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Counterinsurgency by the book Add to ...

The question of whether Canada handed over large numbers of Afghans - possibly innocents - to face abuse and torture is not just one of morality or law, but about making the mission a success. So says the Canadian Forces' own manual on how a counterinsurgency campaign is conducted.

The manual makes clear that counterinsurgency campaigns, like the one in Afghanistan, are not traditional wars, but political campaigns with a military component. Winning the hearts and minds of the population, offering a better alternative than insurgents, and claiming moral high ground are key.

"… Any real or perceived breach of the law of armed conflict will undermine the legitimacy of the [counterinsurgency]campaign and those forces conducting it. History has shown that once the citizens have lost the confidence of the military forces engaged in the [counterinsurgency]operations, their sympathies and support will be transferred to the insurgents," the manual states.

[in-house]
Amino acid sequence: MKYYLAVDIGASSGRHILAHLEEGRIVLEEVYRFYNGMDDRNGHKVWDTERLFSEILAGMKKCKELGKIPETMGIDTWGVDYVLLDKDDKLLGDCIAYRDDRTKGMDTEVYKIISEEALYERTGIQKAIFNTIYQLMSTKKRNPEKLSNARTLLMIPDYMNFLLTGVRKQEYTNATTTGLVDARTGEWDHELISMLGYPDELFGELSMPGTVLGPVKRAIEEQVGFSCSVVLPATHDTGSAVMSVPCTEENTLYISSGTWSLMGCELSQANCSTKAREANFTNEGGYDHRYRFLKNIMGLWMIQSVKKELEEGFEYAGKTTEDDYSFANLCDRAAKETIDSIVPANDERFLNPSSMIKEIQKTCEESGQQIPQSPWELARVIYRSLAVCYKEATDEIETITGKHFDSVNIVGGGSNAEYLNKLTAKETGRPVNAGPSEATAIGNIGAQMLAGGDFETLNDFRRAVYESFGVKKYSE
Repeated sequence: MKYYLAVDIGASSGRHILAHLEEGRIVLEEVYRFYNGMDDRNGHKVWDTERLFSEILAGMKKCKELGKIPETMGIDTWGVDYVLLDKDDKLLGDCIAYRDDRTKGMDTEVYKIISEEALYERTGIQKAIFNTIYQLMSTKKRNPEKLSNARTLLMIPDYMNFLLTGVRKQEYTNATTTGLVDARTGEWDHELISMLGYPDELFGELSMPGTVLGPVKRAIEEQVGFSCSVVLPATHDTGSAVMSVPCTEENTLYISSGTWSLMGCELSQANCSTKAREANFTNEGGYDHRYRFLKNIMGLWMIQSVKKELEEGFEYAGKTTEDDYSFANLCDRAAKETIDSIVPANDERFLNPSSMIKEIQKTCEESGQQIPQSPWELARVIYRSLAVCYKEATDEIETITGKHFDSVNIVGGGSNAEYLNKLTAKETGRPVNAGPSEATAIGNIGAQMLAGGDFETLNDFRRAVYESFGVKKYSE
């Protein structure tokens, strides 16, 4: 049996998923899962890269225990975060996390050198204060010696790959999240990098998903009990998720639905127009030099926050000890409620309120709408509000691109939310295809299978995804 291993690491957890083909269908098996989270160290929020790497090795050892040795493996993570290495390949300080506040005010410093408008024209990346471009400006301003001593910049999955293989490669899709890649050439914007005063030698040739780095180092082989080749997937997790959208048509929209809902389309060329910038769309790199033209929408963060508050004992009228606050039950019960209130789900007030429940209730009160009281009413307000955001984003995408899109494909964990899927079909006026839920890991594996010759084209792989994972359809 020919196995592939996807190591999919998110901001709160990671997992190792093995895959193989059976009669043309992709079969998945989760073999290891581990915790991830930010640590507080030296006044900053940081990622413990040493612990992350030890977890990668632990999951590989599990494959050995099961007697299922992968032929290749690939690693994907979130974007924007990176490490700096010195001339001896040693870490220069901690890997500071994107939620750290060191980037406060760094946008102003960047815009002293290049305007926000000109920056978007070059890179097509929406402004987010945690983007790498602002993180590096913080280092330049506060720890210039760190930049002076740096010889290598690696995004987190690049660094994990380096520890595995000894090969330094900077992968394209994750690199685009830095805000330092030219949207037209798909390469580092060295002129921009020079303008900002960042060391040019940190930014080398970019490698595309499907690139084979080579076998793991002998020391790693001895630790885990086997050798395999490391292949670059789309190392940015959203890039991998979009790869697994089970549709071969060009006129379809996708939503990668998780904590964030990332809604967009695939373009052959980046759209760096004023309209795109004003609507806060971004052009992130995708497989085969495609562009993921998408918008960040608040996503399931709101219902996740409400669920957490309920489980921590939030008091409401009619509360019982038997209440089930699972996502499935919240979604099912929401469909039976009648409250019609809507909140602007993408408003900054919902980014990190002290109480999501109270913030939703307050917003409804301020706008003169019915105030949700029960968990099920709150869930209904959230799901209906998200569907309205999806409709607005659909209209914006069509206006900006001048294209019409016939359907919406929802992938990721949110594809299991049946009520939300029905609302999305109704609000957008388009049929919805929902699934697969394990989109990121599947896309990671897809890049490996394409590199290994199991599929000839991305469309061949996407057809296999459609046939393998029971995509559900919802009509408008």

It notes that the Geneva Conventions guarantee humane treatment for prisoners, and the Forces must ensure those standards are exceeded.

The manual, titled Counter-Insurgency Operations, was issued last year, so it was not a reference for soldiers in 2006 and 2007, when diplomat Richard Colvin was warning that detainees transferred to Afghan authorities would likely face torture.

Canada had little experience with insurgencies when soldiers were transferred to war-torn Kandahar province in late 2005, and the 2008 manual is supposed to codify what was learned.

None of the allegations of abuse of detainees were aimed at Canadian soldiers; all are about the abuse and torture of detainees in jails run by Afghan authorities. But the Canadian Forces manual indicates that this is just as big a problem for the mission.

"To this end, commanders and even their soldiers must understand the need to help ensure the supported [domestic]government remains legitimate and acts accordingly. Where possible, they must assist in the raising of standards of conduct, from the local level upwards. Violations must be reported to the military and civil chains of command and addressed accordingly," the manual states.

"Coalition forces involved in the campaign must, as part of the solution, set the example for the host nation government where necessary. In short, the insurgency must be deprived of any claim to moral superiority."

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